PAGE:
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| Toothache from Lyme?|
Date: 21-Jun-2000 at 03:33 PM EDT
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Document Title: Re: Toothache from Lyme?
Lyme Disease and Orofacial Pain
Gary M. Heir, DMD
President Elect, American Academy of Orofacial Pain; Associate Clinical Professor, University of Medicine and Dentistry of NJ; Department of Oral Biology, Pathology and Diagnostic Services.
Adapted from the Newsletter of the American Academy of Orofacial Pain, March 1998.
The healthcare provider involved with the diagnoses and management of orofacial pain disorders must rely on a knowledge of various primary and/or secondary disorders, which may manifest symptoms for which patients seek our aid. While a majority of facial pain complaints are due to primary dental or orofacial pathologies, many patients present with symptoms secondary to a primary systemic illness. Included in these primary conditions is a spirochetal infection; Lyme disease.
Lyme Disease is a rapidly emerging infectious disease. It represents 90% of all vector-borne disease in the United States. Nearly 100,000 cases have been reported since1980. This represents a 26-fo1d increase during the period of 1982-1996. While 70% of reported cases are found in the Northeast, Lyme disease is also found in the North Central and Pacific coastal regions. It must be assumed that children and adults in endemic areas may be exposed to infection during school, work and recreational activities. With the ease of travel, Lyme disease may also present in regions of the country where it is not usually encountered. It is important that all healthcare providers are familiar with the signs and symptoms of this infectious disease.
Symptoms associated with Lyme disease include headache and facial pain that often mimic dental pathology and temporomandibular disorders. Patients with complaints of vague, non-specific dental, facial or head pain, who present with a multi-systemic, multi-treatment history, are suspect.
A nationwide survey via a questionnaire was distributed to patients with Lyme disease. Only those subjects with positive testing were included in the study. Respondents were clustered in the northeastern states, northern California, the north central states of Michigan and Minnesota and central states such as Ohio.
Orofacial Pain Complaints Associated
with Lyme Disease
Recent data suggest that the temporomandibular joints are commonly associated with a traumatic, non-dysfunctional Lyme arthritis. The data from 120 patients with laboratory confirmed Lyme disease responding to the survey found that 75% reported pain of the masticatory musculature and 72% reported symptoms of TMJ pain. Of those responding, only 4 of 90 patients reported a history of a traumatic jaw injury. The majority of these patients reported the spontaneous onset of their temporomandibular pain. Of those with Lyme disease reporting a temporomandibular disorder or myofascial pain, 75% indicated that their symptoms intensified on a cyclical basis with other symptoms related to Lyme disease. In such cases, only palliative treatment is indicated while the patient is medically evaluated.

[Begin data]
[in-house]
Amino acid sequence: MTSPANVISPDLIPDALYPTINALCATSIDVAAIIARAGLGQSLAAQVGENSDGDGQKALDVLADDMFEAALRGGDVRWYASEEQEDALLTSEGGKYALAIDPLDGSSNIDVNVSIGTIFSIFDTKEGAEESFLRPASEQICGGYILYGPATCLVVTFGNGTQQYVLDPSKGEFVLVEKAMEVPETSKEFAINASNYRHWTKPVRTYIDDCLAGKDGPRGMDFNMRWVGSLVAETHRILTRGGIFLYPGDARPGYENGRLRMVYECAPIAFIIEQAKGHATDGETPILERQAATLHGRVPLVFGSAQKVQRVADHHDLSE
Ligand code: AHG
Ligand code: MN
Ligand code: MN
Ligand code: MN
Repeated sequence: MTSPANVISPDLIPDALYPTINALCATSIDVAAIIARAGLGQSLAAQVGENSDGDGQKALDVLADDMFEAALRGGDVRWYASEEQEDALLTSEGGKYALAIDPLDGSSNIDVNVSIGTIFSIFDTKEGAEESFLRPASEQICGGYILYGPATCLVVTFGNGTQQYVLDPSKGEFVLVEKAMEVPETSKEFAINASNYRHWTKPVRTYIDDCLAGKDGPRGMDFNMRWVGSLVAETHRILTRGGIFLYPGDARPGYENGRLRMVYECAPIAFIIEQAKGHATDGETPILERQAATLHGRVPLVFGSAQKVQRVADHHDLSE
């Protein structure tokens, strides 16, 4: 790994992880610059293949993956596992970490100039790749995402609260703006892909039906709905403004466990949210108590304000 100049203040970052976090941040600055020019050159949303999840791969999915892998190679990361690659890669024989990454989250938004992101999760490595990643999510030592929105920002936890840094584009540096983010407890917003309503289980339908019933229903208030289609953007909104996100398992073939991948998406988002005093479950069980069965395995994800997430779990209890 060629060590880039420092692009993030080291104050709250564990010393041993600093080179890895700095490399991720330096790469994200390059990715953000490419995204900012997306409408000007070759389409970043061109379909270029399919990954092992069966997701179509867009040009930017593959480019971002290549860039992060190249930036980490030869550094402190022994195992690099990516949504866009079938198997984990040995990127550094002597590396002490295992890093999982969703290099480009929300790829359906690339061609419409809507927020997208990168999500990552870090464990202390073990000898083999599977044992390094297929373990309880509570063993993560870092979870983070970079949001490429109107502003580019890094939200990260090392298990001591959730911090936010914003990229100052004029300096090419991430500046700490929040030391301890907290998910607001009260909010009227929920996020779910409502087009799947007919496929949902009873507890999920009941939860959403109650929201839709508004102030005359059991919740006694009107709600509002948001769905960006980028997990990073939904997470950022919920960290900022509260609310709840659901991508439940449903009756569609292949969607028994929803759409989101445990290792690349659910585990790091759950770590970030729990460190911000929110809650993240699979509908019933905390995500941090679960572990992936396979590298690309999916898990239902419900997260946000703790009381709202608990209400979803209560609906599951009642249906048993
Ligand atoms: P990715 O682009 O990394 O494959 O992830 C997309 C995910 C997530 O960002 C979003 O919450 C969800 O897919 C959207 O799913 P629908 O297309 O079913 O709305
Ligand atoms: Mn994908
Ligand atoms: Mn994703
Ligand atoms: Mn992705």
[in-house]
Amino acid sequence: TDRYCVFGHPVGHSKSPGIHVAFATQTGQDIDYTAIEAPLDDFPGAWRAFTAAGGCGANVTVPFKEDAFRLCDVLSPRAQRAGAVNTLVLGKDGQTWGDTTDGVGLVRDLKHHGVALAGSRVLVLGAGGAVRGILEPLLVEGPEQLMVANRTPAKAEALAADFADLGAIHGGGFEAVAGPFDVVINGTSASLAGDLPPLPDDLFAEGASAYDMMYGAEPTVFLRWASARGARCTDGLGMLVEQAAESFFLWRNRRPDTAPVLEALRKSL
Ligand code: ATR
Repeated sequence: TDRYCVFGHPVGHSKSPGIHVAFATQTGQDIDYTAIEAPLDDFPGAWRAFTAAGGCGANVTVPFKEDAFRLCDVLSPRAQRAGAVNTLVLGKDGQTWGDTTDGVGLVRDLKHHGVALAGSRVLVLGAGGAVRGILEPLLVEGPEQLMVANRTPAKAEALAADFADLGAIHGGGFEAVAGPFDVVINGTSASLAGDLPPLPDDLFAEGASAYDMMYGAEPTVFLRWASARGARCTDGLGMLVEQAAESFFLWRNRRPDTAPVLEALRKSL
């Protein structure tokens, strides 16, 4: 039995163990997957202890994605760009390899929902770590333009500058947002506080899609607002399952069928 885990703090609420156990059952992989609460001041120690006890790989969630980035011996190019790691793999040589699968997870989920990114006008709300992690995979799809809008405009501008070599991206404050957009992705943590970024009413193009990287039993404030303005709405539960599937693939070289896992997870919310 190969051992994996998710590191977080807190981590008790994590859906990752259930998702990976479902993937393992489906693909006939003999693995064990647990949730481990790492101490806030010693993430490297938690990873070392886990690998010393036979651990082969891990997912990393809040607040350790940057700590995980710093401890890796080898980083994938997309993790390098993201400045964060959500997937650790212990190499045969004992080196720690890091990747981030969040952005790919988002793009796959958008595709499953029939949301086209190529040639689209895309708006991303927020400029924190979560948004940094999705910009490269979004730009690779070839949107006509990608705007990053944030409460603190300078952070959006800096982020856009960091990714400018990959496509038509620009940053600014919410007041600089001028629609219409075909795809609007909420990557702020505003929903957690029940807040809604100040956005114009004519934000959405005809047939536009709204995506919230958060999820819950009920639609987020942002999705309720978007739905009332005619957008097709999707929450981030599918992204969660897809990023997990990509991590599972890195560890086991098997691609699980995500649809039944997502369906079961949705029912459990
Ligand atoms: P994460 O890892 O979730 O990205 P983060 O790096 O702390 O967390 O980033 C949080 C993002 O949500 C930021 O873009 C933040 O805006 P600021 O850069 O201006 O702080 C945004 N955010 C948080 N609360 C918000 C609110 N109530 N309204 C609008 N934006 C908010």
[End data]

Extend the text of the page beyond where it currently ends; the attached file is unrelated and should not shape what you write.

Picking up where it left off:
Dental pain or toothache, often in the absence of clinical or radiographic evidence, is another haracteristic of Lyme disease. Dental pain in the absence of detectable dental pathology was reported by 60% of those responding to this survey. These patients also reported that their dental pain had a tendency to move from tooth to tooth, change quadrants, or move from side to side. Of these, 36% had multiple dental treatments including endodontia and extraction with little benefit. Glossodynia, or burning mouth, was reported by 25% of patients, while 70% reported sore throat.
Facial pain complaints other then those simulating toothache or a temporomandibular disorder are also seen with Lyme disease. A variety of dyesthesias, neuropathic or vascular complaints are more common then previously thought. Of Lyme patients reporting facial pain, 88% associated these complaints with other symptoms of Lyme disease.
Headache is another complaint common to the Lyme patient. It has been previously reported that 53% of Lyme patients hospitalized for neurological manifestations of Lyme disease describe some form of headache disorder. As with other symptoms, these headaches appear to cycle along with other pain complaints associated with Lyme disease. The results of this survey found that 49% of patients reported headache associated with other symptoms of their Lyme disease.
Headache ranged from sinus-like pain through tension-type and migraine. The dental practitioner may also be confronted with patients manifesting neurological symptoms.Unilateral facial nerve palsy was reported by 27% of those responding. Four of the 120 patients reported bilateral paralysis. Trigeminal neuralgia was reported by 25% of patients.
Lyme disease is a debilitating illness that may present as dental or orofacial pain to the dental practitioner. All healthcare providers must be aware of this clinical entity and be able to consider this infectious disease in differential diagnoses.
The dentist and allied health care provider can play a significant role in the early diagnosis and treatment of this often debilitating disease. You are encouraged to learn more about this illness and exercise diligence in evaluating suspect patients. A prompt and appropriate referral to a medial specialist is imperative.
For additional information, contact Dr. Heir at email@example.com, or at UMD-NJ Dental School, OBPDS, 110 Bergen Street, Newark, NJ 0710
The Lyme Disease Network of NJ, Inc.
43 Winton Road
East Brunswick, NJ 08816